We went to Nike and Under Armour to see which was a better store - and the winner was clear
Business Insider/Jessica Tyler
Business Insider/Jessica Tyler
- Under Armour has been struggling to keep up with its biggest rivals.
- The brand has made a big push to be more fashionable, but many of its efforts have missed the mark.
- Nike, on the other hand, has brand cachet that Under Armour does not.
- We visited the flagship stores for Under Armour and Nike in New York City, and it was clear why Nike's styles have become more popular.
Under Armour has been struggling to keep up with its biggest rivals.
In a 2017 Wells Fargo survey of young male consumers, 27% of survey participants ranked Under Armour favorably, compared to 81% for Nike. Under Armour's shoe sales ground to a halt last year, and basketball star Kevin Durant dissed the brand in an interview with Bill Simmons, saying,"Nobody wants to play in Under Armours, I'm sorry. The top kids don't because they all play Nike." Durant is currently endorsed by Nike.
Under Armour has struggled to make its designs more stylish in an apparel market that's dominated by athleisure trends. Nike, on the other hand, has built a cult following for its premium apparel offerings.
We visited the flagship stores for Under Armour and Nike in New York City's Soho neighborhood, and it was clear which company had a better grasp on today's styles:
My first stop was Under Armour.
The store seemed fine based on my first impression. It felt very industrial and had a big screen with athletes endorsing the brand in the entryway. I visited midday on a Tuesday, and it was pretty empty besides the employees.
As I ventured further into the store, I was underwhelmed. One thing that jumped out was how limited the selection was. There were a lot of styles, but very few colors of everything available. For the most part, everything was in the $50 to $200 range.
The store felt very repetitive as I continued walking around. One thing that was confusing was that nothing was labeled. It looked like the store was meant to be set up in different departments — golf, basketball, and so on — but women's and men's clothes and athletic gear for different sports were all mixed together.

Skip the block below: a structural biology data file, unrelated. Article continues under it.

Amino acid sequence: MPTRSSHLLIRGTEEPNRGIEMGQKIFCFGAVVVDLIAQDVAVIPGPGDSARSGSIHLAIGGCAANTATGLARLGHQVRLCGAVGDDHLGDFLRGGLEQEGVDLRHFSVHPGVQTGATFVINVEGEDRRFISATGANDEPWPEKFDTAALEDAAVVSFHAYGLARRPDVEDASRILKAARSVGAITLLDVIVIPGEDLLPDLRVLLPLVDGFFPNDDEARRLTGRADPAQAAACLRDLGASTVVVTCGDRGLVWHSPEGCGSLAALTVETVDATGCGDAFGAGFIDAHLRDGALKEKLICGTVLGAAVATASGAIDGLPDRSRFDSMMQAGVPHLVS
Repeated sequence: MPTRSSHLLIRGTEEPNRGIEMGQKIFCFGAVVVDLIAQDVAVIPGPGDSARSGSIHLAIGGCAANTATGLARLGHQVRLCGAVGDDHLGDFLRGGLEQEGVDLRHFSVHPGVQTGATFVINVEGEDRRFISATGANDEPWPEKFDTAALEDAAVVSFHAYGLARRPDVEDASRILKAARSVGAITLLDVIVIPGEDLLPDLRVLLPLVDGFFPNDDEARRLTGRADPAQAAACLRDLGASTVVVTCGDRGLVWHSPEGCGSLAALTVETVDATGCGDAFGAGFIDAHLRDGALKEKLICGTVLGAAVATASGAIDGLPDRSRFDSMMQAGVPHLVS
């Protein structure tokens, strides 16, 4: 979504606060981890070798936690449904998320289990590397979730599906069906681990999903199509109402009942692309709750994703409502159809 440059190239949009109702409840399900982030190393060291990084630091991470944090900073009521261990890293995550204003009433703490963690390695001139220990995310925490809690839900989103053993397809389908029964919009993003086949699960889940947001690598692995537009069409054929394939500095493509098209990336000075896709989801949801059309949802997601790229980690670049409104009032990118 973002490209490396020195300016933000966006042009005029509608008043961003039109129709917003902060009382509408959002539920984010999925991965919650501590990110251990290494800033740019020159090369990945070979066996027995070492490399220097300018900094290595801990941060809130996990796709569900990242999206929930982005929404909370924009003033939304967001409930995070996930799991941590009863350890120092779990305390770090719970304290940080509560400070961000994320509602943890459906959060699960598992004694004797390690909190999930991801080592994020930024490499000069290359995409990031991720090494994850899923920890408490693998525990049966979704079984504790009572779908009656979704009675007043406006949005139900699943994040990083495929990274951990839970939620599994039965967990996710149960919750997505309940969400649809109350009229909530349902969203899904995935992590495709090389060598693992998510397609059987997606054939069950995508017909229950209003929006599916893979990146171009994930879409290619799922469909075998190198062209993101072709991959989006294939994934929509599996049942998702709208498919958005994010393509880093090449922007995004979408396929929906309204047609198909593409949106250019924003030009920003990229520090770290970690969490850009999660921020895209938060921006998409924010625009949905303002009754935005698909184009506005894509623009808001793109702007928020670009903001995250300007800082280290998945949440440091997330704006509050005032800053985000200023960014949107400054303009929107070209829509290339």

The women's selection on the lower level was about equal in size to the men's. There were fitting rooms and registers on each floor.
Like the men's section, there was nothing particularly interesting. It was all very repetitive, and it felt like the brand missed the mark in its attempt to be more fashionable.
Under Armour is pinning its hopes of reigniting its business on its new Hovr foam sole platform. Hovr was being promoted all around the store.
Here's a look at one of the other displays.
There was another display of women's shoes downstairs. The sneakers could be connected with the Map My Run app, but the styles and colors were limited.
Even the three different styles on this wall looked nearly identical to each other.
In both the women's and men's sections, there were a handful of displays with hats, socks, backpacks, and other accessories.
I was surprised at how small the basketball section of the store was. There were a few shirts for regional teams — about one in each size.
The store had big leather chairs where customers could try on shoes, and there was a phone-charging station. However, it didn't feel like a store that I wanted to spend a lot of time in.
The Nike store, just a block away from Under Armour, was a different store entirely.
The store was bright and open. There were lines on the floor, pointing to each section of the store.
The testing facility included a unique display that had automated machines "running" on a bed of pillows.
The store had five floors, each with its own style and atmosphere. There were directories throughout the store, as well as registers and fitting rooms. The first floor had a few simple displays ...
... but the main focus was the "Athlete Testing" center, which had a treadmill surrounded by pillows, allowing shoppers to try on shoes and go for a run to test them out. People started to gather around, and there were people lined up, waiting to go for a run.
Here's another look.
There was a bigger variety than Under Armour, and it didn't feel as industrial. This bright display was on the second floor, and it showed more contemporary styles than the Under Armour displays.
Here's a display on the third floor with entirely different styles than the floor below:
This is just a fraction of the second-floor shoe display. There were sneakers lining the walls on all five floors, in all different styles and colors.
You could get almost any style of sneaker in any color, pattern, and material. There were displays like this one for almost every color.
The clothes and shoes were about equal in price to Under Armour, with most things in the $50 to $200 range.
Plus, the store was packed. I went in the middle of the day on a Tuesday and every floor had a ton of people shopping.
One of the most interesting parts of this store was the mini basketball court on the fifth floor. This was where all of the Jordan brand apparel and shoes were, and it had a basketball court to test out shoes before you buy them.
In general, Nike seemed to have more contemporary styles than Under Armour. The prices were comparable.
After visiting both stores, I found that Nike had more variety, and its clothing and sneakers seemed more fashionable. The store was a much better atmosphere to shop in and was more crowded and upbeat than Under Armour.
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